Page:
Stockholm uses digital art to combat commuter stress
The Emotional Art Gallery by Clear Channel, artwork by Jesper Lindborg
Stockholm – Outdoor media company Clear Channel has turned the city’s underground transit system into a digital art exhibition.
The Emotional Art Gallery displays artworks that respond to the mood of the city’s commuters. A tailor-made algorithm uses public data such as Google searches, news articles and traffic information to analyse the current mood of the city and decide upon which artwork to display at any given moment.
The artworks were commissioned from six artists who were asked to use Visual ASMR to express a positive feeling, such as peaceful, energized, calm and safe. ‘We thought why not use this type of real-time data as a new kind of creative input, whether this is through art or advertising. It makes the content more relevant and, in this case, better adjusted for spreading joy, energy and love to the commuters,’ says Finn Wikander, chief product officer at Clear Channel.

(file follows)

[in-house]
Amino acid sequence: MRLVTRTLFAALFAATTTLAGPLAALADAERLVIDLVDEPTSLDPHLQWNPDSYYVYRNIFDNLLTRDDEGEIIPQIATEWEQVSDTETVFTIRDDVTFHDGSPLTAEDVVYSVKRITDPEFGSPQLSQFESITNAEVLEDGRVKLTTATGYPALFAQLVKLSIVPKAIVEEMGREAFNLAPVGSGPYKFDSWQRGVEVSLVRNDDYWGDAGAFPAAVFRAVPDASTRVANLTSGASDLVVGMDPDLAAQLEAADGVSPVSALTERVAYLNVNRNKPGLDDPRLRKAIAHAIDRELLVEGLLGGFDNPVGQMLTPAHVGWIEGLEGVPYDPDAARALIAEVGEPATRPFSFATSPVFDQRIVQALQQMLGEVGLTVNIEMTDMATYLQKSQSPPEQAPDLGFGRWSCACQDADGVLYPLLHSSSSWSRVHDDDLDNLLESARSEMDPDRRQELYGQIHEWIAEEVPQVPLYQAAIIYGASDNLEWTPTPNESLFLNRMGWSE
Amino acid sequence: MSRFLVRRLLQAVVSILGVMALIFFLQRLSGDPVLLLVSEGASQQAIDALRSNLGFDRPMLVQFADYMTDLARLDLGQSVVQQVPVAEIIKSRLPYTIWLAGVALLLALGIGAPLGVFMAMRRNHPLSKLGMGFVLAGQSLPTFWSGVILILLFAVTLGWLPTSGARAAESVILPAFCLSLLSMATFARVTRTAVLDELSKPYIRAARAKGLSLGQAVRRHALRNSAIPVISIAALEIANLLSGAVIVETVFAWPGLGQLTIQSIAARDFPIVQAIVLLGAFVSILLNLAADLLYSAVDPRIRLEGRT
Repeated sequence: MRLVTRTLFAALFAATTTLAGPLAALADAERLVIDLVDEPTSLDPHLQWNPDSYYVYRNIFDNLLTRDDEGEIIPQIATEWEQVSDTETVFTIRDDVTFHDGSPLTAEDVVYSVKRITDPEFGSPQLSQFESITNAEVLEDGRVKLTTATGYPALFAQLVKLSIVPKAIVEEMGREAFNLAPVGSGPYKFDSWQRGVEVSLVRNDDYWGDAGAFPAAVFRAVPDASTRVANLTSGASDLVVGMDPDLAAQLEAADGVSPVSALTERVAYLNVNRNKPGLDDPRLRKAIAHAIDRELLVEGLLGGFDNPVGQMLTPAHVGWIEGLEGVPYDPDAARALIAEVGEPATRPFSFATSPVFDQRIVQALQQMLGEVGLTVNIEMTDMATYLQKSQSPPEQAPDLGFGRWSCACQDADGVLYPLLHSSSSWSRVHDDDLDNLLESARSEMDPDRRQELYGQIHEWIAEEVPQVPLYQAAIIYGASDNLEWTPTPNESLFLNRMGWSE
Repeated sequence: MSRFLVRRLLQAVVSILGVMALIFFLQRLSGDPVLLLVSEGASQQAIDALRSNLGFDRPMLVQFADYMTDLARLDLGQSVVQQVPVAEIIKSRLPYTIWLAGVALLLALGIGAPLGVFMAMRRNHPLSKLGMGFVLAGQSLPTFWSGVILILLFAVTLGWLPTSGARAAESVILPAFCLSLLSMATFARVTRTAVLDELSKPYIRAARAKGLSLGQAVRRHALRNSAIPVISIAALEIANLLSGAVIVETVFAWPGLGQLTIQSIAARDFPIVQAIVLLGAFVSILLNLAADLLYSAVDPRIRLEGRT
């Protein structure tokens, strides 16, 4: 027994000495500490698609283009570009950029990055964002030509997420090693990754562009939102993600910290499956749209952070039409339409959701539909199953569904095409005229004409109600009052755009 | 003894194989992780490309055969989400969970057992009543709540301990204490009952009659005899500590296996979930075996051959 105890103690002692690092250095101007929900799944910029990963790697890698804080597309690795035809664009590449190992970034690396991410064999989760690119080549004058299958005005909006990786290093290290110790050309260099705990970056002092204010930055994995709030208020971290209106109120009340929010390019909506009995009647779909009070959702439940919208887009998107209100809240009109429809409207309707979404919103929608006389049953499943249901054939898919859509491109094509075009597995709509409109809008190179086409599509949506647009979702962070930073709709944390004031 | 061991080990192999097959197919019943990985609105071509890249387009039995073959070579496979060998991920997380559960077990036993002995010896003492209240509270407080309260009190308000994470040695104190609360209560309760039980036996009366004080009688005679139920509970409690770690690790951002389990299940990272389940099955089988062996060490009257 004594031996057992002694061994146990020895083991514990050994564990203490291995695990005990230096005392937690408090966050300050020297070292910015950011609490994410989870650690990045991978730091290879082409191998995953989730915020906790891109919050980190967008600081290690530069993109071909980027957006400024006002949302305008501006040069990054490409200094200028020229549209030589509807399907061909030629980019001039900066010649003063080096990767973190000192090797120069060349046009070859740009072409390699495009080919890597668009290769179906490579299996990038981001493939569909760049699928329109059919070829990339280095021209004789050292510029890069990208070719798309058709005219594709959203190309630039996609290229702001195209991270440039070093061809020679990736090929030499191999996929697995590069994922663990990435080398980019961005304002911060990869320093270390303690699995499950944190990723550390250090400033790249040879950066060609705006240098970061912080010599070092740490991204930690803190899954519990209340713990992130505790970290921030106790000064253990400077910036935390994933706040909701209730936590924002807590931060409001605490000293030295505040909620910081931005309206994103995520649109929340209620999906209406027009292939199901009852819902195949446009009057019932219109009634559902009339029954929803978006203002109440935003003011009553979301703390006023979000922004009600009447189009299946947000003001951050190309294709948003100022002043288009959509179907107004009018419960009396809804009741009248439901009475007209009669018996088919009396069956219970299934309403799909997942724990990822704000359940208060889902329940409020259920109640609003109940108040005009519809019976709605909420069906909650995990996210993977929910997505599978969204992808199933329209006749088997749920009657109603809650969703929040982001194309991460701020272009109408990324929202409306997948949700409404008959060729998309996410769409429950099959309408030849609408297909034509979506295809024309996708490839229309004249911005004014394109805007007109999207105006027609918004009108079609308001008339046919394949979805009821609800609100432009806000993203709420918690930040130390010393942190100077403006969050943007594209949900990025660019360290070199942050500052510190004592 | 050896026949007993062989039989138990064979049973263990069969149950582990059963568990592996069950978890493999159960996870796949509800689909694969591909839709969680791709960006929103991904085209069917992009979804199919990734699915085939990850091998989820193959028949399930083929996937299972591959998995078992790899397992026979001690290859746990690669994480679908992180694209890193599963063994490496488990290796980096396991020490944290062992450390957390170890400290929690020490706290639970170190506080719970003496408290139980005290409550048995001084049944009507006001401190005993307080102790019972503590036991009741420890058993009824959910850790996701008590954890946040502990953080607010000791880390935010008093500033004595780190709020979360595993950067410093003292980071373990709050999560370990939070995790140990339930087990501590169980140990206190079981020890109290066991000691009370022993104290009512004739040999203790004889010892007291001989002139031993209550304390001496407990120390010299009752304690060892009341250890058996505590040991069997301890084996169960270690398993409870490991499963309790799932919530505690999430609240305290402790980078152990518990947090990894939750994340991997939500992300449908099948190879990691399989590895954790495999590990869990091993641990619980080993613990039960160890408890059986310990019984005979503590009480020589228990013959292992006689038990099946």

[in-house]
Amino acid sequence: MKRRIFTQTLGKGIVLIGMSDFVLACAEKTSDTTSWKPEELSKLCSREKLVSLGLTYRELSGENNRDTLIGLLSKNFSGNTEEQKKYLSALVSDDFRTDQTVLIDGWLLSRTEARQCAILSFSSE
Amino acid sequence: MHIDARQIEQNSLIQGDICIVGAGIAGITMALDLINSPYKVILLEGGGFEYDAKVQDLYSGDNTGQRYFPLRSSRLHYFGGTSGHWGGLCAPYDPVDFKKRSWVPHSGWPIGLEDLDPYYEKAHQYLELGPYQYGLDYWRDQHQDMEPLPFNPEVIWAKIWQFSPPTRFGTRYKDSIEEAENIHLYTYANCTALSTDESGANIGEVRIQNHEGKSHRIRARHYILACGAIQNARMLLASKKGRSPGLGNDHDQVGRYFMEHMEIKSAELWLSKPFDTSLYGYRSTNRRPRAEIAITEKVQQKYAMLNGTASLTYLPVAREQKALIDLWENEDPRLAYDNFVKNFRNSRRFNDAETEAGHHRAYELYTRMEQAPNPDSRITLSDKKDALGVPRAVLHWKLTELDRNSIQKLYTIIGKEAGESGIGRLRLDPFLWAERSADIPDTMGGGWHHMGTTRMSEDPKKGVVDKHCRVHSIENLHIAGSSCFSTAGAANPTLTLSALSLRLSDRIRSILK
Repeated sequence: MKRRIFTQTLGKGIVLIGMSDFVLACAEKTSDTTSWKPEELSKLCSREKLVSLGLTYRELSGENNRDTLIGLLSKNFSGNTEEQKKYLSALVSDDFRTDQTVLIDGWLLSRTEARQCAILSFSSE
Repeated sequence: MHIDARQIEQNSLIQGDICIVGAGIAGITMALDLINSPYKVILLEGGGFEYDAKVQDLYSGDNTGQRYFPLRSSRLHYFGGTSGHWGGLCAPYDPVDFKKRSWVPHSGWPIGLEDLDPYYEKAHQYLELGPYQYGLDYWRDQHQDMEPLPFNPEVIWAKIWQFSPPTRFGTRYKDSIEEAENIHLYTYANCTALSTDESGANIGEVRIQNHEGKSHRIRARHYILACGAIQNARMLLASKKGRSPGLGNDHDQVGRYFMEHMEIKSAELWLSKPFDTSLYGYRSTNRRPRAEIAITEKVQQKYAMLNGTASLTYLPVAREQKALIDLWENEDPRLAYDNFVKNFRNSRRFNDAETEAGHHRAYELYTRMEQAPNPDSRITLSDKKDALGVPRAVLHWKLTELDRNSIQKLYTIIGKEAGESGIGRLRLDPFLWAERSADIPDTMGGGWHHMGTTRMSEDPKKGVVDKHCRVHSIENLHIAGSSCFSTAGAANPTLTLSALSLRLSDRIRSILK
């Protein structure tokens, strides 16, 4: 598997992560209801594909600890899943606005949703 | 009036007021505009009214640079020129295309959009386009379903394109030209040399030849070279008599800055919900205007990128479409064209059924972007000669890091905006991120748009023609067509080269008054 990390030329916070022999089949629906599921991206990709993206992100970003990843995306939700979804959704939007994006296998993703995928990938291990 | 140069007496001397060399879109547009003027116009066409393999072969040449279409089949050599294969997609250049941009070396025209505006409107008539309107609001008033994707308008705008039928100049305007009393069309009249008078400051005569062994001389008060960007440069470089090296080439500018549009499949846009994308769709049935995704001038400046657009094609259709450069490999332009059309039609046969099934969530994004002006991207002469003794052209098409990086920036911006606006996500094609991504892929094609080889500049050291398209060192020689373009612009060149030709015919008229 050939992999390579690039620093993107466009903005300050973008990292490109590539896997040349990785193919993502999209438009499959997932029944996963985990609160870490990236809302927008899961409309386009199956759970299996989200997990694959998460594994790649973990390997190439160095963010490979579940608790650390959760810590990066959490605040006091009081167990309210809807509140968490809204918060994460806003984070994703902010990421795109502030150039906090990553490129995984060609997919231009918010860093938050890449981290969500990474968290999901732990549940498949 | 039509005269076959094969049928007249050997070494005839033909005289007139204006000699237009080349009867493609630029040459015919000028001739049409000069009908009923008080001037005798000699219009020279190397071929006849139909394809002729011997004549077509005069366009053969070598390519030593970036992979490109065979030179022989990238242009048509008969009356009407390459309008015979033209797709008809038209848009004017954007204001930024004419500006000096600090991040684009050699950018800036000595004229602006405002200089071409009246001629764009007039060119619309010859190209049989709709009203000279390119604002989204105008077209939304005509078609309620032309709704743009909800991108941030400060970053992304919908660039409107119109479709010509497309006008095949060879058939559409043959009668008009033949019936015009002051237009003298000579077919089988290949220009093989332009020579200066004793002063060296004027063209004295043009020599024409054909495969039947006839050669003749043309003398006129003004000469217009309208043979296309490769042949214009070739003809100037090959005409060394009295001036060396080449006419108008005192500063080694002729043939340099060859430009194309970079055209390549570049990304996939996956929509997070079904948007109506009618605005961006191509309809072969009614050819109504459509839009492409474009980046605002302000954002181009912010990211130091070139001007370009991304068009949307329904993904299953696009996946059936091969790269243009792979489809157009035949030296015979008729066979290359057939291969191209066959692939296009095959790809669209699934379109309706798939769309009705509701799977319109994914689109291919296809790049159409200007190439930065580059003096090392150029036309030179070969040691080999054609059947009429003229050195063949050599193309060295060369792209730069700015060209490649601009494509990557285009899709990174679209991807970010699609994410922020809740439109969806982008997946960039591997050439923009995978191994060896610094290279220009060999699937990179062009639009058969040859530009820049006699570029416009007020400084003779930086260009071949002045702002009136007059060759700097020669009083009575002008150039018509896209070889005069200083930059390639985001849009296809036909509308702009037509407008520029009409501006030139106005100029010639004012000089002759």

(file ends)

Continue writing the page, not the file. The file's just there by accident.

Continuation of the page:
The spirit makes use of grapes that have been grown to be eaten but have failed to meet supermarket specifications because they are the wrong shape or size and so would otherwise be discarded. Richard Hochfeld loses the equivalent of 1.4m punnets every year either in this way or because the grapes have become detached during the packing and transportation process.
Each grape is pressed and distilled to create a grape spirit. This is then blended with a neutral grain spirit and botanicals including juniper, myrrh, coriander and rooibos, which are inspired by the grapes’ African and South American origins. Hyke Gin will be stocked at low cost supermarket chain Tesco.
As threatened supply chains and shortened food miles become more prominent, supermarkets must find ways to repurpose their products and eliminate food waste. For more, read our macrotrend Uprooted Diets.
UNStudio develops a paint to cool down cities
Amsterdam – The architecture studio has collaborated with Monopol Colors to create a reflective white paint that reduces the need for air conditioning.